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5 Things You Didn't Know You Could Do With Office 365

From Our Partners by Jamison West, President & Founder, Arterian
office-365Small Businesses Rely On Office 365

Cloud technologies have become a staple in the business sphere, but small and midsized businesses struggle to utilize these tools in a way that’s both useful and cost effective. Microsoft has continued to bridge this gap with the features and components of Office 365, a public cloud solution that integrates a number of collaborative capabilities and flexible subscription options.

Skykick recently conducted a national survey that involved 109,000 businesses with 250 employees or less. The survey found that only 7.5 percent of small and medium-sized businesses currently use Office 365 as a part of their daily operations. Yes, Office 365 has gained traction primarily among larger firms, but the new additions and pricing options available have elicited a significant increase in the amount of small business subscriptions. In its 2015 Annual Report, Microsoft claimed more than 50,000 small businesses purchased subscriptions to Office 365 every month for the past 22 months.

As more businesses adopt Microsoft’s cloud technology, others continue to wonder what’s so special about Office 365 and how it’s different from the applications they currently use. Here are five things you didn’t know you could do with Office 365.

1) Delve

Delve is a unique application in that it aggregates information across the entire Office 365 platform and uses this data to display documents most relevant to the user at a specific day and time. For example, if a user has a meeting scheduled in their Outlook calendar, and an agenda is attached to the meeting invite, Delve will display the agenda document at the top of the user’s home page at the time of the meeting. Essentially, the application works as a customized discovery tool that allows users to readily access the documents they need, when they need them.

2) Coauthoring Documents

Office 365’s SharePoint enables multiple users to co-edit a document in Word, PowerPoint, or Excel. Users can see the changes that are being made in real-time, providing insight as to when and by whom a document was edited. This feature eliminates the need to email attachments across the office. Users simply save the file to OneDrive for Business or SharePoint, and can work as if they were in the same room. In addition, Office 365 incorporates advanced version control capabilities that allow users to retrieve previous versions of documents from various points in the editing process.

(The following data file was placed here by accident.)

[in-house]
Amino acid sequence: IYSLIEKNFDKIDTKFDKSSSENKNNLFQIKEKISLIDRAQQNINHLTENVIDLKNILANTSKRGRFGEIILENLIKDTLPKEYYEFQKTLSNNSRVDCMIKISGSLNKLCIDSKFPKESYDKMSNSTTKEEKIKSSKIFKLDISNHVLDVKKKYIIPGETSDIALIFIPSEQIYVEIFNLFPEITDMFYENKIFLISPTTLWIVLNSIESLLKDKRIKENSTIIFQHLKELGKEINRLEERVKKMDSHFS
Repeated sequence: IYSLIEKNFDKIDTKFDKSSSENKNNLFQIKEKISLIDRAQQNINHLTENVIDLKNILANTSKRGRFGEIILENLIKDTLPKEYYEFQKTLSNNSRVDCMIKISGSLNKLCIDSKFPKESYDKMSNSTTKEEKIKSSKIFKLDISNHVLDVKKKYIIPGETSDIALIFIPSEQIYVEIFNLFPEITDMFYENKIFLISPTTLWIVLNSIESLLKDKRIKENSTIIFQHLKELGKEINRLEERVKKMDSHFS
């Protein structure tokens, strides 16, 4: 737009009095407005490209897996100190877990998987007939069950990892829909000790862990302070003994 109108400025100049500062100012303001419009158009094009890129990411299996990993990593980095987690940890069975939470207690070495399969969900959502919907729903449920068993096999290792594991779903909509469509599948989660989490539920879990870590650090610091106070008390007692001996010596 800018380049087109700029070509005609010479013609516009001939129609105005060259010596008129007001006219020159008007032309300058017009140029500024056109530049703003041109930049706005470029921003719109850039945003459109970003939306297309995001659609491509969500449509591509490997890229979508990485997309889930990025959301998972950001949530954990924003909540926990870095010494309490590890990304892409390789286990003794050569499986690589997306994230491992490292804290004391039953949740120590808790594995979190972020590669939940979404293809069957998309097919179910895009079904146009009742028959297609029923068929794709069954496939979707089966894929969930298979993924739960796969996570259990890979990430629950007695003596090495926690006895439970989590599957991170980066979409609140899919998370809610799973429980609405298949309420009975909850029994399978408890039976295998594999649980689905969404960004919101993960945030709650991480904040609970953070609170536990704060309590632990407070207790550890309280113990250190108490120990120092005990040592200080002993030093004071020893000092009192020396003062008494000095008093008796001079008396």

3) Planner

The entire Office 365 suite centers upon collaboration, but Planner takes teamwork a step further. Planner provides a simple interface where teams can work together, share files, assign tasks, discuss projects, and track both individual and team progress with real-time analytics using the Planner “Hub.” Users can create “Plans” and each plan has its own “Board.” Boards are comprised of “Cards” which represent a task or assignment with corresponding due dates, files, conversations, and categories. Teams can easily preview plans to quickly gather information and assess the status of ongoing projects. Individual users receive email notifications when they are assigned a task or added to a conversation, and are able to track their personal progress using the “My Tasks” view.

4) Meeting Notes

Many professionals are familiar with OneNote and may already use the application as an integral part of their daily work habits. SharePoint now provides fully-integrated OneNote capabilities within its team sites. Users simply select the “Notebook” tab at the top of their team site and are automatically directed to a OneNote platform specific to their designated roles. The ability to maintain a comprehensive collection of individual pages and notes allows teams to work more efficiently and productively. In addition, team members can view previous versions of the notebook pages as well as the authors and editors of the page.

5) Syncing OneDrive for Business or SharePoint Documents to Any Device

OneDrive for Business and SharePoint are features of Office 365 that allow users to store, access, and edit documents all in one place. OneDrive for Business is similar to a “My Documents” folder and grants user the ability to store and access files on computers, laptops, mobile phones, tablets, etc. SharePoint and OneDrive for Business store all files online and any changes made to a document on one device can be synchronized across all devices.

In order to stay competitive in your industry and efficient in your day-to-day business processes, it’s important to fully optimize the applications your business utilizes. Understanding these useful tools within Office 365 can expand your company’s reach and capabilities.


Jamison West is the president and founder of Arterian, a subsidiary of Aldridge. West is a contributing member of the Aldridge leadership team and serves as the company’s Microsoft Cloud visionary. His primary responsibilities include managing Aldridge’s strategic partnerships with cloud vendors and business development for Arterian.